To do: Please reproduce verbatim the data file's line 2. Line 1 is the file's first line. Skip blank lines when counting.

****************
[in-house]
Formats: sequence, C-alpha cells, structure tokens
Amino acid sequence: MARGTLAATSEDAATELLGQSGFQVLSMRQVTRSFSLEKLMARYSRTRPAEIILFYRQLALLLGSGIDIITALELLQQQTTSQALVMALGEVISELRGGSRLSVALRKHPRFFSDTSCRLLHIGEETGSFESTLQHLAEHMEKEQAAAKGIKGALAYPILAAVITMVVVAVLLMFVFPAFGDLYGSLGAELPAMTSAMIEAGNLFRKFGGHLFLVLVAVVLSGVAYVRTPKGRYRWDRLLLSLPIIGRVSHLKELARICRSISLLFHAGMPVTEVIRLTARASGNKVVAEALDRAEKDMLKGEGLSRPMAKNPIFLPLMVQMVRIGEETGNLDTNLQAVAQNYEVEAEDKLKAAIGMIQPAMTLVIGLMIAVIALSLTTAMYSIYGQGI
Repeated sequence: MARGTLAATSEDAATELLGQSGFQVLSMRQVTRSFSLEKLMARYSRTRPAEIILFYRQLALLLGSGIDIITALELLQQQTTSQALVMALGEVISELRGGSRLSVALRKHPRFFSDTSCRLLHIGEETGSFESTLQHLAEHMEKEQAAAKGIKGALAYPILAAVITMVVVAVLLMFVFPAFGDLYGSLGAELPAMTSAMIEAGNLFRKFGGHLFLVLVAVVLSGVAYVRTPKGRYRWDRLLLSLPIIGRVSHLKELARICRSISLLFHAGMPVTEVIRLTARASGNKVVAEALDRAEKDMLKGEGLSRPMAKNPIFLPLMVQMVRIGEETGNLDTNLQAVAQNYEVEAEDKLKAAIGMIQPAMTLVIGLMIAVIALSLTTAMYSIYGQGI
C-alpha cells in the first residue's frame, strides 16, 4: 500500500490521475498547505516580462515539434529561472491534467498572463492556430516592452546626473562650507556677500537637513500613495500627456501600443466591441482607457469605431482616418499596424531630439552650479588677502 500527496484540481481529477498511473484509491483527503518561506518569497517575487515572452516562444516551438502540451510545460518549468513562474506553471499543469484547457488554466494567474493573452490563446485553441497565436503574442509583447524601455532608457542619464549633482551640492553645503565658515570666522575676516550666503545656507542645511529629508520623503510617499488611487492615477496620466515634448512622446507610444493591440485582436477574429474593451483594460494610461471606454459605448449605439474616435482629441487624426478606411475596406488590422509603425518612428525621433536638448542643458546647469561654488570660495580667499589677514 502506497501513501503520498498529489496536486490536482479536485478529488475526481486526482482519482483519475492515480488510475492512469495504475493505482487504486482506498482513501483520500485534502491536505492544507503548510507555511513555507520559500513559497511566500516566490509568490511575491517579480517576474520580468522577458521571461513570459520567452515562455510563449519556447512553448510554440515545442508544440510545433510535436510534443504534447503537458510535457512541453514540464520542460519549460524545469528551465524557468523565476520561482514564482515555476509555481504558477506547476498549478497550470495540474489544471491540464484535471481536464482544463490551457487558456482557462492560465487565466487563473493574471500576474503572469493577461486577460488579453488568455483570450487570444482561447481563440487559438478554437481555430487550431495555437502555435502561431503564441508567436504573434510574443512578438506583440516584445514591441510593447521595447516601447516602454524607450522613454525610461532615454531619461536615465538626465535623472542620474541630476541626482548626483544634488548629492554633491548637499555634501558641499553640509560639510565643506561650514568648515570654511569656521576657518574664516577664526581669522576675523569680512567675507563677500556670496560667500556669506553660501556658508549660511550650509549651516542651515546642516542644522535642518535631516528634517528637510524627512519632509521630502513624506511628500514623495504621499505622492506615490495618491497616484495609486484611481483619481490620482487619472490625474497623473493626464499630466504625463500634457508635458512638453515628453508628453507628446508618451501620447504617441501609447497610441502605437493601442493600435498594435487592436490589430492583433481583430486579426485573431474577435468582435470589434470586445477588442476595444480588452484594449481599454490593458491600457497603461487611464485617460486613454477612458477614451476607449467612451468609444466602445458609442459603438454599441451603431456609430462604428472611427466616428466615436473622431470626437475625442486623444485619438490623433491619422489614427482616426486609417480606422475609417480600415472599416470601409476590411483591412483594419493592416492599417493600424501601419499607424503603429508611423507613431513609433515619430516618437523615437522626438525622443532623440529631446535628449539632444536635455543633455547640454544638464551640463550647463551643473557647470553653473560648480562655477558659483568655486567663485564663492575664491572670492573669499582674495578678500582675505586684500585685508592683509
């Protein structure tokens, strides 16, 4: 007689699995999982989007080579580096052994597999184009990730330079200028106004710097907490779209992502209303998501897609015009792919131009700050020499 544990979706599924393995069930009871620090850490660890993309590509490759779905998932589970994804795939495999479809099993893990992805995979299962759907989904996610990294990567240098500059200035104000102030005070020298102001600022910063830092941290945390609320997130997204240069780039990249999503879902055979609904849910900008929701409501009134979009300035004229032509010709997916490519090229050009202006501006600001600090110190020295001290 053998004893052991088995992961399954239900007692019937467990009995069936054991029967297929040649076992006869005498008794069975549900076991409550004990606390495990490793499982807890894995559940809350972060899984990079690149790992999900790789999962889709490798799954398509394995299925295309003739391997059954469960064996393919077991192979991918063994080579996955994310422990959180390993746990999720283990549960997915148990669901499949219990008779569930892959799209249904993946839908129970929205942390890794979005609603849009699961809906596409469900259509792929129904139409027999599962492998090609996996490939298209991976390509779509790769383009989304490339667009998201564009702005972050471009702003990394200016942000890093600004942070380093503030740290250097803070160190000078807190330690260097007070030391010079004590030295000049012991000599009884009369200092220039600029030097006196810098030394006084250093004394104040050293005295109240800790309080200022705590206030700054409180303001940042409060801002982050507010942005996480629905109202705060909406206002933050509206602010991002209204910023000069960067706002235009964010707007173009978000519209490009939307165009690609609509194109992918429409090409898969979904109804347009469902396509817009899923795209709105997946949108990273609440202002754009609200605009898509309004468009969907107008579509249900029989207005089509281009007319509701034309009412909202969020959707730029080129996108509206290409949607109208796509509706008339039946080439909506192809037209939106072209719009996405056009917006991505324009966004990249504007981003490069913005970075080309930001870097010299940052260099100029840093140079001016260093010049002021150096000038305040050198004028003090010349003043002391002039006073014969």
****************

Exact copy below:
Formats: sequence, C-alpha cells, structure tokens